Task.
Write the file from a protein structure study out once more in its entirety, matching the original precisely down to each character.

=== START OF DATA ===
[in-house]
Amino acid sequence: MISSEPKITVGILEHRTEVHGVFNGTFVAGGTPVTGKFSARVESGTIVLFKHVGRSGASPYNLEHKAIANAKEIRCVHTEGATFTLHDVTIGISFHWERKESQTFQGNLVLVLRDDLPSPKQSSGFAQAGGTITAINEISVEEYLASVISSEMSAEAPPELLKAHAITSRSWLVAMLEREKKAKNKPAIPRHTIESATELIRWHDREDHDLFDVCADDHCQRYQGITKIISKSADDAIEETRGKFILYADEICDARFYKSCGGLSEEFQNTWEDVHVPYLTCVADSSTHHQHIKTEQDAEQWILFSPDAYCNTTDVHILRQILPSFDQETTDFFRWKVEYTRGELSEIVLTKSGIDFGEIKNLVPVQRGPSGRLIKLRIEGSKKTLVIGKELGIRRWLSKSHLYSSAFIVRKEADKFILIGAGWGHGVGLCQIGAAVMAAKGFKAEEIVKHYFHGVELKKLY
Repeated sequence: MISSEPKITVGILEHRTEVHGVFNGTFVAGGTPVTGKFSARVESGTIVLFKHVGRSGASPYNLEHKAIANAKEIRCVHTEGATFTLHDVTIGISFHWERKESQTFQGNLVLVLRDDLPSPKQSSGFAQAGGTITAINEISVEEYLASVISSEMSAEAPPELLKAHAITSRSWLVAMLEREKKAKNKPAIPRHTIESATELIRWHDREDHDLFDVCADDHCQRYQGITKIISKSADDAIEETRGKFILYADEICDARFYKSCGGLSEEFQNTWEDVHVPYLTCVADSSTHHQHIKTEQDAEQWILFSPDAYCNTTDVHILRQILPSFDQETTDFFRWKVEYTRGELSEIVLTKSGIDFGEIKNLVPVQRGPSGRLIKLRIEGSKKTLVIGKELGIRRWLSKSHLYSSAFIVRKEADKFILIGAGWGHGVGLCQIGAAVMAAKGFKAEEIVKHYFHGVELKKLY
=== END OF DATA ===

[in-house]
Amino acid sequence: MISSEPKITVGILEHRTEVHGVFNGTFVAGGTPVTGKFSARVESGTIVLFKHVGRSGASPYNLEHKAIANAKEIRCVHTEGATFTLHDVTIGISFHWERKESQTFQGNLVLVLRDDLPSPKQSSGFAQAGGTITAINEISVEEYLASVISSEMSAEAPPELLKAHAITSRSWLVAMLEREKKAKNKPAIPRHTIESATELIRWHDREDHDLFDVCADDHCQRYQGITKIISKSADDAIEETRGKFILYADEICDARFYKSCGGLSEEFQNTWEDVHVPYLTCVADSSTHHQHIKTEQDAEQWILFSPDAYCNTTDVHILRQILPSFDQETTDFFRWKVEYTRGELSEIVLTKSGIDFGEIKNLVPVQRGPSGRLIKLRIEGSKKTLVIGKELGIRRWLSKSHLYSSAFIVRKEADKFILIGAGWGHGVGLCQIGAAVMAAKGFKAEEIVKHYFHGVELKKLY
Repeated sequence: MISSEPKITVGILEHRTEVHGVFNGTFVAGGTPVTGKFSARVESGTIVLFKHVGRSGASPYNLEHKAIANAKEIRCVHTEGATFTLHDVTIGISFHWERKESQTFQGNLVLVLRDDLPSPKQSSGFAQAGGTITAINEISVEEYLASVISSEMSAEAPPELLKAHAITSRSWLVAMLEREKKAKNKPAIPRHTIESATELIRWHDREDHDLFDVCADDHCQRYQGITKIISKSADDAIEETRGKFILYADEICDARFYKSCGGLSEEFQNTWEDVHVPYLTCVADSSTHHQHIKTEQDAEQWILFSPDAYCNTTDVHILRQILPSFDQETTDFFRWKVEYTRGELSEIVLTKSGIDFGEIKNLVPVQRGPSGRLIKLRIEGSKKTLVIGKELGIRRWLSKSHLYSSAFIVRKEADKFILIGAGWGHGVGLCQIGAAVMAAKGFKAEEIVKHYFHGVELKKLY